Last summer, Guzmán launched through an allied gang, New Generation (Gente Nueva), an offensive against Los Zetas in the Gulf state of Veracruz. As in Tamaulipas in March, the offensive started with a massacre and menacing narco-banners. Thirty-five semi-nude bodies – all showing signs of torture—were dumped from two trucks at the height of rush-hour traffic in front of horrified motorists. Photographs released subsequently by the Mexican Interior Ministry showed that some of the bodies were marked with a “Z” on their torsos.
The Sinaloa-linked group that claimed responsibility for the massacre, Los Mata Zetas, or The Zeta Killers, claimed in narco-banners that they were acting on behalf of the people and acting against the murderous rampages of Los Zetas. “We don’t extort, don’t kidnap,” they said, claims echoed in the narco-banners from El Chapo in Tamaulipas.
Valdés-Ugalde believes the Sinaloa cartel attack in Veracruz was a retaliation for Los Zetas moves on Guadalajara, which placed pressure on allies of the Sinaloa cartel. Likewise, El Chapo’s move now comes at a time his Gulf cartel allies are under considerable threat.
The Sinaloa attack on Los Zetas in Tamaulipas coincides with some recent Los Zetas setbacks in the state dealt them by federal and state authorities. On March 14 a senior Los Zetas leader in Nuevo Laredo was captured following several shootouts in the border city, according to the Secretaria de Defensa Nacional (SEDENA). Carlos Alejandro Guiterrez Escobedo, alias “El Fabiruchis” was detained soldiers after six of his armed accomplices were killed.
The brother of the alleged perpetrator of the massacre of 72 Central American immigrants in the municipality of San Fernando, Guiterrez Escobedo was considered the head of the Nuevo Laredo plaza and, according to a SEDENA statement, received direct orders from Miguel Angel Trevino Morales.
Which cartel will prevail? The Sinaloa cartel and the upstart Los Zetas are locked in a vicious fight to be the top dog. I discussed this with a good friend of mine, Mexican journalist Jose Carreño, over dinner the other day in Mexico City. He said: “The most remarkable thing about Los Zetas is how quickly they have grown and expanded since they broke with the Gulf Cartel and they have done so by sheer barbaric violence but what allowed them to expand so quickly is what will result in their downfall. The Sinaloa Federation is confrontational too but it is willing to form alliances and to compromise and to deal. Los Zetas isn’t and no one can afford to tolerate their survival – not the Mexican establishment, not the U.S. government and not rival cartels.”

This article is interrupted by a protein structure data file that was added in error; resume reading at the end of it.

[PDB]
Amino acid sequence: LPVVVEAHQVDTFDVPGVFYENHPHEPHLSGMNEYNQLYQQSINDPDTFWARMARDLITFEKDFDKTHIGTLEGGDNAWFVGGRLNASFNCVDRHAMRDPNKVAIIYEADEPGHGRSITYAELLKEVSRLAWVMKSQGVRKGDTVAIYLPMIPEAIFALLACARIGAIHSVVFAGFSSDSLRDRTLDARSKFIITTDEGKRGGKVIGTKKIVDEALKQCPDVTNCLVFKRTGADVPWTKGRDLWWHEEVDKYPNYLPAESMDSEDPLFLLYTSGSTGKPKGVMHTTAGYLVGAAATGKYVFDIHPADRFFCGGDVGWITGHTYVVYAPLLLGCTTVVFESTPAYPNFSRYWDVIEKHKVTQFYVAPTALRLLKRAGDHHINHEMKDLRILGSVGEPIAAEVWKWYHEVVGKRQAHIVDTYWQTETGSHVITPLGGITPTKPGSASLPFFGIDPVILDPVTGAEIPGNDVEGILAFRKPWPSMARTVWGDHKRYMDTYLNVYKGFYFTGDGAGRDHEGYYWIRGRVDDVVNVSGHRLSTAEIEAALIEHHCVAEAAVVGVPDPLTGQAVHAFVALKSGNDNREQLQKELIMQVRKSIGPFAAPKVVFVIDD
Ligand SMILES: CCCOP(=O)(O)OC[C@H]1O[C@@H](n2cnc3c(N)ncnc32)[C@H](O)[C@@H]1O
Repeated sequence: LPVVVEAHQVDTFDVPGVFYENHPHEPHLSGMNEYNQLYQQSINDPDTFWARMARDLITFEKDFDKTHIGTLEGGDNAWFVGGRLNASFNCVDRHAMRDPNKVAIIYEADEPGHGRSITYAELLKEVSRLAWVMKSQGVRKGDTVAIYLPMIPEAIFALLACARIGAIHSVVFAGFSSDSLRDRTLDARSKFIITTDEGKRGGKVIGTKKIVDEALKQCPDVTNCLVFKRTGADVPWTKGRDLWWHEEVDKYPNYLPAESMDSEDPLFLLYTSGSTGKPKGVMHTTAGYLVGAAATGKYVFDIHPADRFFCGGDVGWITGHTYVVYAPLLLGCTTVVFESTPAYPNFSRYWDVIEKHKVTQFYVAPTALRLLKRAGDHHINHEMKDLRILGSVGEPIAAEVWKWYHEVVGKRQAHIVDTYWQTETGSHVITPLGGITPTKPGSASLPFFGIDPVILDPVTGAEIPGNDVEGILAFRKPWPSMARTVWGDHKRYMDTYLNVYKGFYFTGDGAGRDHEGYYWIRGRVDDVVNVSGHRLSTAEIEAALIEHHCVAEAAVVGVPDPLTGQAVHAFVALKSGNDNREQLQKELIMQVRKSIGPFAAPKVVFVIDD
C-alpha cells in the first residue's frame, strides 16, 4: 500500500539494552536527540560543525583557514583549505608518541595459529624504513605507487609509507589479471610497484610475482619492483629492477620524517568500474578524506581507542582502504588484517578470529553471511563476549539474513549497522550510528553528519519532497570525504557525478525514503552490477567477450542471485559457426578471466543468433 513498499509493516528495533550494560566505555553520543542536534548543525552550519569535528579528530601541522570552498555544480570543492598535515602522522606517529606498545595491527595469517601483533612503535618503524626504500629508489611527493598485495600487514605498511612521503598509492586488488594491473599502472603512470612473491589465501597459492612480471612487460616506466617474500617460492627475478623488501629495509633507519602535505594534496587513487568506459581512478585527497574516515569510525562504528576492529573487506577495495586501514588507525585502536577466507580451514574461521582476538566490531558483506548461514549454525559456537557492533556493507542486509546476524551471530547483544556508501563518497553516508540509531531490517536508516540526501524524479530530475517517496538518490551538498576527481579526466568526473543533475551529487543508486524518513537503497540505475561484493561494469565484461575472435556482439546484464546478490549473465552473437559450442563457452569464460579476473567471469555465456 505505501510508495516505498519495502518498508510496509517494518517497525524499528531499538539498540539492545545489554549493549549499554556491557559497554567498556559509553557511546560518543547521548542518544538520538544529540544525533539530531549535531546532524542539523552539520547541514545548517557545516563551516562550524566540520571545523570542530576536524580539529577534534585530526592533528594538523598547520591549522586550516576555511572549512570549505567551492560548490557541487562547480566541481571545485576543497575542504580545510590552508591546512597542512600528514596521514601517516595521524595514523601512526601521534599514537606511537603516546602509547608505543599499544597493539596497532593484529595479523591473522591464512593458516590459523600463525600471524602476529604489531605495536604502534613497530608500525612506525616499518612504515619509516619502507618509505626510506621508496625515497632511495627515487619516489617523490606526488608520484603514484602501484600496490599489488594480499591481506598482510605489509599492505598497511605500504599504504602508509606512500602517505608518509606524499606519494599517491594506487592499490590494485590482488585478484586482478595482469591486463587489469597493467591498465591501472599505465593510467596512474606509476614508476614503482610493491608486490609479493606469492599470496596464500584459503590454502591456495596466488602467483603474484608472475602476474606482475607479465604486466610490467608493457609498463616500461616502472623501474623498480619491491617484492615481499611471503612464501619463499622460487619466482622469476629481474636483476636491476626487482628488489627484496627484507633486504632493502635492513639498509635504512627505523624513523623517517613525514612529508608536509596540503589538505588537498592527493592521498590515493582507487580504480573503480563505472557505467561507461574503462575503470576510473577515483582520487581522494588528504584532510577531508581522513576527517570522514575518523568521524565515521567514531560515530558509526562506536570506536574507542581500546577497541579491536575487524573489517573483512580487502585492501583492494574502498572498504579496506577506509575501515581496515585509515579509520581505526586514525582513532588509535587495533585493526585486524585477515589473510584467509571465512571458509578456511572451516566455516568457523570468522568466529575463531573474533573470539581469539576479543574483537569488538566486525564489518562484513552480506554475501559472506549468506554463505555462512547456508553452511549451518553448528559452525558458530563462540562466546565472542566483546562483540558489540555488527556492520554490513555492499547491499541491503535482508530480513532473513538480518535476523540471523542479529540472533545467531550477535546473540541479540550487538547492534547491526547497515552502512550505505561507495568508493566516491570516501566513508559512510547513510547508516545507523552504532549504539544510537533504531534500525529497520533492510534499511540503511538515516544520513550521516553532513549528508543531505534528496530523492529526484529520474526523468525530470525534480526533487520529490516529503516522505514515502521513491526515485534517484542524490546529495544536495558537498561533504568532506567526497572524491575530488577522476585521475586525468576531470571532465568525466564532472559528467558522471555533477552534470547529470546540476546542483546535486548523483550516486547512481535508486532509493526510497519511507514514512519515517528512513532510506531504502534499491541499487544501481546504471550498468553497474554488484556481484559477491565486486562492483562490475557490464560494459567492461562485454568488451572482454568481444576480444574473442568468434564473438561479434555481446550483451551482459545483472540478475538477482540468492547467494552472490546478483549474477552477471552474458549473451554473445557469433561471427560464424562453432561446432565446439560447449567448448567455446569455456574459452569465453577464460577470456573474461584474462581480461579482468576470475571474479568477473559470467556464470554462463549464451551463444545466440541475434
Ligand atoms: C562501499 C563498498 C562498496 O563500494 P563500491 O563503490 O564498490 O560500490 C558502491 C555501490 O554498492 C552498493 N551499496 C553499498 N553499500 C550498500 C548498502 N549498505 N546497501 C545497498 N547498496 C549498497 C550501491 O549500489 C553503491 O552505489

Mexico’s two most powerful cartels – Joaquin “El Chapo” Guzmán’s Sinaloa Federation and Los Zetas – appear deadlocked in their efforts to gain the upper hand but in the longer term the Sinaloans are likely to remain Mexico’s largest crime organization and emerge as the clear top dog.
The struggle for mastery has left hundreds of foot-soldiers dead and comes at a time that Mexican authorities are redoubling their efforts to hunt down the cartel leaders but, barring a devastating blow against the Sinaloa Federation or an internecine blow-up, experts say the Sinaloans are better established, more rooted and better organized.
“The Sinaloa cartel is more entrenched in society and Los Zetas are barely starting to build a social base founded on intimidation and corruption,” says Alberto Islas Torres, the founder of Risk Evaluation, a risk management company, and a former adviser in the presidential administration of Ernesto Zedilllo.
José Luis Valdés-Ugalde , a political scientist at Universidad Nacional Autónoma de México, agrees that in the longer term the Sinaloans will prevail. “Both organizations are very strong and cross national borders. Los Zetas have shown tremendous ability in a short period of time and great strength to break away from the Gulf cartel. But the Sinaloa cartel has a dominant position and over time that will increase,” he says.
The competition between the two crime organizations that’s triggered massacres and assassinations is dominating the criminal landscape in Mexico. Other cartels and crime gangs are being squeezed by Los Zetas and the Sinaloans and forced to align themselves with one or other.
In recent months, Mexican authorities have pulled off some significant operations against both cartels with a series of arrests and fatal shootings of top lieutenants, including the Sinaloa Federation’s Cabrera Sarabia brothers and Jose Antonio Torres Marrufo, the alleged leader of the Gente Nueva gang, a Sinaloan enforcement group.
And Sinaloan production of methamphetamine has been disrupted by several significant seizures of precursor chemicals in west coast ports.
Political scientist José Luis Valdés-Ugalde believes the government’s offensive against the cartels has fallen more heavily on Los Zetas than the Sinaloa Federation. “Federal operations against los Zetas in the states of Veracruz, Zacatecas, Coahuila, Nuevo Leon, Tamaulipas, San Luis Potosi and Quintana Roo, have involved the capture of 17 of its leaders and plaza heads. Based on the number of detainees, I estimate that the group of key senior members has been greatly reduced,” he says.